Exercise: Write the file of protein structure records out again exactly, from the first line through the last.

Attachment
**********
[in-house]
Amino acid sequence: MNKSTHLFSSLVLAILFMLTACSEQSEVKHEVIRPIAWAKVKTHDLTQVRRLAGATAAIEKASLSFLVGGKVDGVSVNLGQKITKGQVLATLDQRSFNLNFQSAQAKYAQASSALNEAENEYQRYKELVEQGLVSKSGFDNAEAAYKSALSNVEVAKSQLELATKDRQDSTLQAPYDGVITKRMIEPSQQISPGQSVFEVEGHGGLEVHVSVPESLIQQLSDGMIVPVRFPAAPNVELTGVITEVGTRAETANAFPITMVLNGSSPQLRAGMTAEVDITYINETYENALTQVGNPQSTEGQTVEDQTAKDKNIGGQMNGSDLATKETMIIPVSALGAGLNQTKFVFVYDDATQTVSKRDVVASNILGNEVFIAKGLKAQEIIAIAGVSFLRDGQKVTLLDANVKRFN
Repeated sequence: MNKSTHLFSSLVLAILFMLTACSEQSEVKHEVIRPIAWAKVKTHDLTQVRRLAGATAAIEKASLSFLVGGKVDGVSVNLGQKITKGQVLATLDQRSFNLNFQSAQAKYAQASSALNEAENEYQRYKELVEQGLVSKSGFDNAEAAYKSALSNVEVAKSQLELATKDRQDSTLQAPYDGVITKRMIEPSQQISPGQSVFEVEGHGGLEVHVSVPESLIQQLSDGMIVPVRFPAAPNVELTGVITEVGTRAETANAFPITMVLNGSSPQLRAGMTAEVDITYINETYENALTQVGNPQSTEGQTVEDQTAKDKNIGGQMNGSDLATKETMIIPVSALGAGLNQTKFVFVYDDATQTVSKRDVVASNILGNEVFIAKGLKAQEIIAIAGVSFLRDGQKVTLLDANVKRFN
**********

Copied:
[in-house]
Amino acid sequence: MNKSTHLFSSLVLAILFMLTACSEQSEVKHEVIRPIAWAKVKTHDLTQVRRLAGATAAIEKASLSFLVGGKVDGVSVNLGQKITKGQVLATLDQRSFNLNFQSAQAKYAQASSALNEAENEYQRYKELVEQGLVSKSGFDNAEAAYKSALSNVEVAKSQLELATKDRQDSTLQAPYDGVITKRMIEPSQQISPGQSVFEVEGHGGLEVHVSVPESLIQQLSDGMIVPVRFPAAPNVELTGVITEVGTRAETANAFPITMVLNGSSPQLRAGMTAEVDITYINETYENALTQVGNPQSTEGQTVEDQTAKDKNIGGQMNGSDLATKETMIIPVSALGAGLNQTKFVFVYDDATQTVSKRDVVASNILGNEVFIAKGLKAQEIIAIAGVSFLRDGQKVTLLDANVKRFN
Repeated sequence: MNKSTHLFSSLVLAILFMLTACSEQSEVKHEVIRPIAWAKVKTHDLTQVRRLAGATAAIEKASLSFLVGGKVDGVSVNLGQKITKGQVLATLDQRSFNLNFQSAQAKYAQASSALNEAENEYQRYKELVEQGLVSKSGFDNAEAAYKSALSNVEVAKSQLELATKDRQDSTLQAPYDGVITKRMIEPSQQISPGQSVFEVEGHGGLEVHVSVPESLIQQLSDGMIVPVRFPAAPNVELTGVITEVGTRAETANAFPITMVLNGSSPQLRAGMTAEVDITYINETYENALTQVGNPQSTEGQTVEDQTAKDKNIGGQMNGSDLATKETMIIPVSALGAGLNQTKFVFVYDDATQTVSKRDVVASNILGNEVFIAKGLKAQEIIAIAGVSFLRDGQKVTLLDANVKRFN